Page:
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Classical 101

The Columbus Symphony Performs Carl Nielsen's Fifth Symphony

Danish composer Carl Nielsen listening to the rehersal of Saul og David in Gothenburg in 1928
Charles Carlsson
Wikimedia Commons
Danish composer Carl Nielsen listening to the rehersal of Saul og David in Gothenburg in 1928. The CSO plays his Fifth Symphony this weekend

Growing up,  I was mentored by a next door neighbor who taught music in the public schools. She died a few weeks ago at 94.  I have been thinking of her while studying the symphonies of Danish composer Carl Nielsen (1865-1931).

He is a composer not well known by me. My teacher went to Denmark for a year and came home enthralled by his music. I was too young to leave off Bellini to investigate the greatest Danish born composer.

Until now. The Columbus Symphony plays Nielsen's Fifth symphony in this weekends' concerts. Jean-Marie Zeitouni conducts.

After listening the fifth, I went back and listened to the fourth, then the sixth. Finally I had a listen to Commotio, Nielsen's final work, a large scale piece for organ.

I can't fit Nielsen into any category. He begins a symphony in one key and ends in another. He this nothing of either hypnotizing or infuriating listeners with repeated snare drum riffs, explosions of timpani, and occasional chaotic sounding orchestrations. My favorite  is the quasi siren-muted trumpets-late in the work.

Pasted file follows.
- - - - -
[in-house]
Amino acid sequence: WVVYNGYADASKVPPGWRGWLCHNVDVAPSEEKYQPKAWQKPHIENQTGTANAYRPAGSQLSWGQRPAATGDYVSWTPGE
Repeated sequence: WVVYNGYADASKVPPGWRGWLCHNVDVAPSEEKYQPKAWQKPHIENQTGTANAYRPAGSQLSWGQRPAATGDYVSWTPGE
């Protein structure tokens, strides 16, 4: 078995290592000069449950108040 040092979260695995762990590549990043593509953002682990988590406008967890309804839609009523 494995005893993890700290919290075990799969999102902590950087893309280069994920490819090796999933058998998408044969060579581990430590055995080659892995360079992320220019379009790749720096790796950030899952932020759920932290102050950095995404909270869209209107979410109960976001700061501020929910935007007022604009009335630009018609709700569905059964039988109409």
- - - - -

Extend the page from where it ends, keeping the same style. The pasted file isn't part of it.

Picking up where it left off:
Above all the breathtaking opening of the adagio in part one


I thought his symphony was in six movements. It's in two with sub sections. Tension is seldom absent from any of the music. There is a rush to 'release' or resolution in the final two minutes.

I'm intrigued by the first tempo marking: Tempo giusto '(the right tempo) Says who? Nielsen indicated quater note =100, but tempo gusto can be a challenge to a conductor.

The Fifth Symphony was begun in 1921 and premiered one year later. Nielsen conducted. The composer never mentioned the recent world war in connection to this music. Many people since have heard the chaos and the bloodshed of the great war in this symphony. Nielsen only said, "After the war, all of us were changed."

This weekend's CSO  program includes Finlandia by Sibelius, a national hymn if there ever was one. And the sublime Requiem by Gabriel Faure. This is an inspired program in a season filled with inspiration.

Christopher Purdy is Classical 101's early morning host, 7-10 a.m. weekdays. He is host and producer of Front Row Center – Classical 101’s weekly celebration of Opera and more – as well as Music in Mid-Ohio, Concerts at Ohio State, and the Columbus Symphony broadcast series. He is the regular pre-concert speaker for Columbus Symphony performances in the Ohio Theater.